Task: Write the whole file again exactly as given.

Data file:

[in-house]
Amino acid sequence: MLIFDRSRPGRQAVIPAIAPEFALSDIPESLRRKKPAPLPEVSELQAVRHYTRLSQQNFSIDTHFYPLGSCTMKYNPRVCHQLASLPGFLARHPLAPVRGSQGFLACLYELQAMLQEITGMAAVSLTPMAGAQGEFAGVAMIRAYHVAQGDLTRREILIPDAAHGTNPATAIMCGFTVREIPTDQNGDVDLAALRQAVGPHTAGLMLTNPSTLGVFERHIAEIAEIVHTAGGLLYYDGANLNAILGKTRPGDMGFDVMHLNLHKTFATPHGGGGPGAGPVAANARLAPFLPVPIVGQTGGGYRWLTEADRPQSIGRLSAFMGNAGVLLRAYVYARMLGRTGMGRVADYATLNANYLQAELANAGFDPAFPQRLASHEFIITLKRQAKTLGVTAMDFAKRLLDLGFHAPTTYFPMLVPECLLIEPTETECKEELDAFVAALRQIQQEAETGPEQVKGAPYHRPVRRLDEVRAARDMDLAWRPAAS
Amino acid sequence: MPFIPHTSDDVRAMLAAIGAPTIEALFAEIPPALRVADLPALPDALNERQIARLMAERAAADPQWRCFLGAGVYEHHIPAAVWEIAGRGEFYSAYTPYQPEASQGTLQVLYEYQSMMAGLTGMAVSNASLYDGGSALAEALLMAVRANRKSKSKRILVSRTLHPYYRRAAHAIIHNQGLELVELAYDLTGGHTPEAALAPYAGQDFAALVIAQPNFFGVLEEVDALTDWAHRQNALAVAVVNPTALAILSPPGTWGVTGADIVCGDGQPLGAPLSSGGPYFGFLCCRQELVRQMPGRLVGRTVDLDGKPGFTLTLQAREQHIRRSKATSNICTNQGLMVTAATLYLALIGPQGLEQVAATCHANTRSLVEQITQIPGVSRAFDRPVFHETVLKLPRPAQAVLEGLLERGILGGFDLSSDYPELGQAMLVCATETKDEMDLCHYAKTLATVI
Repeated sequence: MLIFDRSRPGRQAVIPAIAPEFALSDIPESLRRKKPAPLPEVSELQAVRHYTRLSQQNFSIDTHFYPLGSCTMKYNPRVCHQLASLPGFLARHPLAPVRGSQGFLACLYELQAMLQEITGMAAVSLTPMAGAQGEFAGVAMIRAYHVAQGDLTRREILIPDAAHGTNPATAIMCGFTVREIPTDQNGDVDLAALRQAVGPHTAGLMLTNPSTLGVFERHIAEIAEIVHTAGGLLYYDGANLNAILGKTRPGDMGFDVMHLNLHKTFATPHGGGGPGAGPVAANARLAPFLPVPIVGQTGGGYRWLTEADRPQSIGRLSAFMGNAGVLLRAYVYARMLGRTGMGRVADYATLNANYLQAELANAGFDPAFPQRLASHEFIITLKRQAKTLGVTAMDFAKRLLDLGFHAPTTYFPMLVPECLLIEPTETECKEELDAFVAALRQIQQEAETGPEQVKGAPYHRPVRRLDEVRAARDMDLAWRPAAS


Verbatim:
[in-house]
Amino acid sequence: MLIFDRSRPGRQAVIPAIAPEFALSDIPESLRRKKPAPLPEVSELQAVRHYTRLSQQNFSIDTHFYPLGSCTMKYNPRVCHQLASLPGFLARHPLAPVRGSQGFLACLYELQAMLQEITGMAAVSLTPMAGAQGEFAGVAMIRAYHVAQGDLTRREILIPDAAHGTNPATAIMCGFTVREIPTDQNGDVDLAALRQAVGPHTAGLMLTNPSTLGVFERHIAEIAEIVHTAGGLLYYDGANLNAILGKTRPGDMGFDVMHLNLHKTFATPHGGGGPGAGPVAANARLAPFLPVPIVGQTGGGYRWLTEADRPQSIGRLSAFMGNAGVLLRAYVYARMLGRTGMGRVADYATLNANYLQAELANAGFDPAFPQRLASHEFIITLKRQAKTLGVTAMDFAKRLLDLGFHAPTTYFPMLVPECLLIEPTETECKEELDAFVAALRQIQQEAETGPEQVKGAPYHRPVRRLDEVRAARDMDLAWRPAAS
Amino acid sequence: MPFIPHTSDDVRAMLAAIGAPTIEALFAEIPPALRVADLPALPDALNERQIARLMAERAAADPQWRCFLGAGVYEHHIPAAVWEIAGRGEFYSAYTPYQPEASQGTLQVLYEYQSMMAGLTGMAVSNASLYDGGSALAEALLMAVRANRKSKSKRILVSRTLHPYYRRAAHAIIHNQGLELVELAYDLTGGHTPEAALAPYAGQDFAALVIAQPNFFGVLEEVDALTDWAHRQNALAVAVVNPTALAILSPPGTWGVTGADIVCGDGQPLGAPLSSGGPYFGFLCCRQELVRQMPGRLVGRTVDLDGKPGFTLTLQAREQHIRRSKATSNICTNQGLMVTAATLYLALIGPQGLEQVAATCHANTRSLVEQITQIPGVSRAFDRPVFHETVLKLPRPAQAVLEGLLERGILGGFDLSSDYPELGQAMLVCATETKDEMDLCHYAKTLATVI
Repeated sequence: MLIFDRSRPGRQAVIPAIAPEFALSDIPESLRRKKPAPLPEVSELQAVRHYTRLSQQNFSIDTHFYPLGSCTMKYNPRVCHQLASLPGFLARHPLAPVRGSQGFLACLYELQAMLQEITGMAAVSLTPMAGAQGEFAGVAMIRAYHVAQGDLTRREILIPDAAHGTNPATAIMCGFTVREIPTDQNGDVDLAALRQAVGPHTAGLMLTNPSTLGVFERHIAEIAEIVHTAGGLLYYDGANLNAILGKTRPGDMGFDVMHLNLHKTFATPHGGGGPGAGPVAANARLAPFLPVPIVGQTGGGYRWLTEADRPQSIGRLSAFMGNAGVLLRAYVYARMLGRTGMGRVADYATLNANYLQAELANAGFDPAFPQRLASHEFIITLKRQAKTLGVTAMDFAKRLLDLGFHAPTTYFPMLVPECLLIEPTETECKEELDAFVAALRQIQQEAETGPEQVKGAPYHRPVRRLDEVRAARDMDLAWRPAAS